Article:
"Let us remember, the future doesn't just happen, we make it happen."

Those words helped Gov. Kevin Stitt close his first State of the State address Monday, as he urged lawmakers and all citizens to join him in making Oklahoma a top 10 state.

Speaking before a joint session of the 57th Legislature, which convened at noon, Stitt struck an upbeat note and encouraged Oklahomans to be part of the "turnaround" he called for during the campaign: "Today, as I present my first budget, I ask you to join me in reimagining."

Stitt enters the political fray with the state economy growing and, for the first time in many years, a budget surplus -- revenue growth of potentially $600 million. With these conditions, Stitt said it's possible to imagine giving classroom teachers another pay raise.

"With recent revenue growth," Stitt stated, "I ask the Legislature to bring our teachers to number one in our region in pay and benefits."

Specifically, Stitt is recommending a $1,200 pay hike. At a budget briefing Monday morning, Secretary of State and Education nominee Michael Rogers explained that amount was chosen, specifically, because it would push Oklahoma to number one in the region.

Solving the teacher shortage is one way Stitt hopes to make Oklahoma top ten in education. He also repeated his call to reform the funding formula for schools.

"The fact that Texas is preparing to pass a teacher pay increase," Stitt said, "compels us to review and reform our state's funding formula and to take the handcuffs off local communities wanting to compete, recruit, and retain the very best teachers."

The new governor also spoke passionately about his desire to make government more transparent and accountable.

Stitt said his budget would prioritize funding to complete performance audits of the state's 12 largest agencies. In addition, House and Senate leadership appear to support his request to have direct control over who runs each agency, a responsibility that, in the case of many agencies, resides with independent boards.

"By granting the governor hiring and firing authority," Stitt said, "you will know exactly where the buck stops -- at my desk."

Democrats worry that giving the governor that power could lead to political patronage. They're also concerned about Stitt's position on expanding Medicaid. Oklahoma is among a minority of states that have chosen not accept federal dollars to make more Oklahomans eligible for Medicaid, and Stitt said he's likely to keep it that way.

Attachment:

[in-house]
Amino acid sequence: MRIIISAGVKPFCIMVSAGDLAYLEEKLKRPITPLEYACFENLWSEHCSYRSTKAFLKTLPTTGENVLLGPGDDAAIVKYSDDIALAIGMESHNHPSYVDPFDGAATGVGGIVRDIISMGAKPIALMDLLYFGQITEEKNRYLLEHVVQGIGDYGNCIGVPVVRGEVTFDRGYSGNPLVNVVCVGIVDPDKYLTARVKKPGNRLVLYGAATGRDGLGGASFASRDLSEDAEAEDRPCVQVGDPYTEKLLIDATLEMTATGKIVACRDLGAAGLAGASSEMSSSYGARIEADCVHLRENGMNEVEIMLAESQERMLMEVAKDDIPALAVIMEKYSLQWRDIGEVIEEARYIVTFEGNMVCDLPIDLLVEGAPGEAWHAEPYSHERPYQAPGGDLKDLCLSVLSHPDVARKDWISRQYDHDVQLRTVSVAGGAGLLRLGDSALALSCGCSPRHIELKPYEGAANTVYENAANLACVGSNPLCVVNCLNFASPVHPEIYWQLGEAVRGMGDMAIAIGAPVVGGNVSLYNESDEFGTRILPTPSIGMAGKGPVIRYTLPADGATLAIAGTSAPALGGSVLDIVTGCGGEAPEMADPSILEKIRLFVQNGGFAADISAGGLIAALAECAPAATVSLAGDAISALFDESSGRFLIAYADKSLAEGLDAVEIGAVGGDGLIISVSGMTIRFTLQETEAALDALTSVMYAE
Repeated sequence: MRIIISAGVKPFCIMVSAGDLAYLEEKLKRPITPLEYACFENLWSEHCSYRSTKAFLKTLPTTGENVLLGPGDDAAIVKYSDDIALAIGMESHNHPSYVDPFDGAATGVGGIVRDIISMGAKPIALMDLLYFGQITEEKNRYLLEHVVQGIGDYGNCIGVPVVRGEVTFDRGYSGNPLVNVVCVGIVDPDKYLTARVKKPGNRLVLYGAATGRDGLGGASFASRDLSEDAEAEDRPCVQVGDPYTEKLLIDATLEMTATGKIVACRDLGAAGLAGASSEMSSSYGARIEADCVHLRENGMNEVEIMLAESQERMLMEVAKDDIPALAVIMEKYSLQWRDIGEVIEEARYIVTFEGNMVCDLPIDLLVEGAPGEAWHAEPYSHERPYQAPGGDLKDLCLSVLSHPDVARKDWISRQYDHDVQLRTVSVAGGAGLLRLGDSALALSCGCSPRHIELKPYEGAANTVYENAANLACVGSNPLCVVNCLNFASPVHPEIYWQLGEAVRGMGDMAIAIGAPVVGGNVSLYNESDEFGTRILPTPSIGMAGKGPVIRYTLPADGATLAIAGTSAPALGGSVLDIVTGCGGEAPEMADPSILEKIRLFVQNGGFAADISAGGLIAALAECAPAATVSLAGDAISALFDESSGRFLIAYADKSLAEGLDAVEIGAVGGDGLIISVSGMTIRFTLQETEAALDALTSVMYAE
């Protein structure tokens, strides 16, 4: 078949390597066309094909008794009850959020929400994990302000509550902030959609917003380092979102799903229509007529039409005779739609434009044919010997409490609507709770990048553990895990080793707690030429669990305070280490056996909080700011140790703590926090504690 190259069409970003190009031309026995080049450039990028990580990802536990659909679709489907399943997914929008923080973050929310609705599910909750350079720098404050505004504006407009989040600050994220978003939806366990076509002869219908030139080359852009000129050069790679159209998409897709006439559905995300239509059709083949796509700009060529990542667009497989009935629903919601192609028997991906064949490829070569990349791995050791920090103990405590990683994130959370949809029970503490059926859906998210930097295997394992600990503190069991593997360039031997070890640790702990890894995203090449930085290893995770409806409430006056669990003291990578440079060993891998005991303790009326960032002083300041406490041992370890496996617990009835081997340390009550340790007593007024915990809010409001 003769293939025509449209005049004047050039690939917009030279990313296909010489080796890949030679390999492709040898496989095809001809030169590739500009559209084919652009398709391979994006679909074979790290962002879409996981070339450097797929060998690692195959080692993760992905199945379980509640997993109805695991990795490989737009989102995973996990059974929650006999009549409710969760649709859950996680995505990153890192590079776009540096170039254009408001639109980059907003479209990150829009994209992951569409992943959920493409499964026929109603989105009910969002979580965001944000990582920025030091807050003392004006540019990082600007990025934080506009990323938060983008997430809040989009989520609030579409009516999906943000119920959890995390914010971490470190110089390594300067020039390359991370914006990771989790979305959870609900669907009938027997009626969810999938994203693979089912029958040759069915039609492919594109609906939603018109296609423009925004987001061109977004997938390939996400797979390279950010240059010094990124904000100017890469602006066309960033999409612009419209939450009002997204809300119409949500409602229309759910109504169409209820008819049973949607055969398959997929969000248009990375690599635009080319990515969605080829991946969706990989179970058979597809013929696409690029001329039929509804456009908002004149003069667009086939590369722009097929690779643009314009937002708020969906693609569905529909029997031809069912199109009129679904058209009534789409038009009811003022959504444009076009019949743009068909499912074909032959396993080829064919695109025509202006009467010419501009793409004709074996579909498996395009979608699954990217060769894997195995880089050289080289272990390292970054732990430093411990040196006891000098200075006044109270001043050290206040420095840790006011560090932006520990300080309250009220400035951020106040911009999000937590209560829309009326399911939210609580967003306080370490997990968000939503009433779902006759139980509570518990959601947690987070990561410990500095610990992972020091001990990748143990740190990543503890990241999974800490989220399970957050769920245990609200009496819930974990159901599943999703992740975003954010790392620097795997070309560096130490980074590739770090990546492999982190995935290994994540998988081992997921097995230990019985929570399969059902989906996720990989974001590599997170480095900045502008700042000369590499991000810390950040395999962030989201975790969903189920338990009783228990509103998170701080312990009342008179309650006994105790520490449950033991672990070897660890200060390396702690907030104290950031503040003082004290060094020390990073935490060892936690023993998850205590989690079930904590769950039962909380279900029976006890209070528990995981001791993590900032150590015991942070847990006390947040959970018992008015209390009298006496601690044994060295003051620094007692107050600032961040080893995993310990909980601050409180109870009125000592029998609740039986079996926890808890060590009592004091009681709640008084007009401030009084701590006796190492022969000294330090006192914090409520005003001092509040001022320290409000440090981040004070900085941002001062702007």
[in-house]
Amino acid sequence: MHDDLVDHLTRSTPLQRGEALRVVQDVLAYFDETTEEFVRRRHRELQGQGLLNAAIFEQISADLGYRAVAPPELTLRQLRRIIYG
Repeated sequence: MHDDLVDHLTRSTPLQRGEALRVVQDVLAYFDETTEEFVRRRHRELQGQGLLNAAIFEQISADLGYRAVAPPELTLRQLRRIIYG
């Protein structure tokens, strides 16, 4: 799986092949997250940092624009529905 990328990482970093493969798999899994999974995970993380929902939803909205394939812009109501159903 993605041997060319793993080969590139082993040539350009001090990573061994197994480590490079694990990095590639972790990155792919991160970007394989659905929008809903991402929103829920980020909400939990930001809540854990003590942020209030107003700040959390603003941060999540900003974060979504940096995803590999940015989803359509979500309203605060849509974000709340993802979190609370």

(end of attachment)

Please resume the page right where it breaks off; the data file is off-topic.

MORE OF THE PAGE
"The estimated $150 million price tag today for Oklahoma to expand Medicaid," Stitt stated, "could leave us, down the road, fronting more than $1 billion when the federal government pulls back on its commitment; they've done it before and they'll likely do it again."

At a news conference held in response to the State of the State, Democratic leaders said, behind closed doors, many Republicans are taking less of a hard line on Medicaid expansion.

"Everyone is coming around to the position that it's good public policy," said Rep. Emily Virgin, (D) House Minority Leader, "we have to do it to remain competitive and become that top ten state that Governor Stitt likes to talk about so much."

Stitt's $7.93 billion spending proposal for FY 2020 represents an increase of 3.3 percent over FY 2019. It recommends keeping funding for most agencies flat, while putting significant new dollars into savings.

At the end of the current fiscal year, the state's Rainy Day Fund is expected to be up to $874 million. But Stitt said history has shown that, in a state that depends as much as Oklahoma does on revenues from oil and gas, it would be wise to put even more in the bank.

"That is why I am setting a goal for Oklahoma to have $1 billion in our savings by the end of fiscal year '20," Stitt said. "To get there, we must set aside an additional $250 million from revenue growth."

The Oklahoma Board of Equalization will certify the state's FY '20 revenues when it meets on February 20.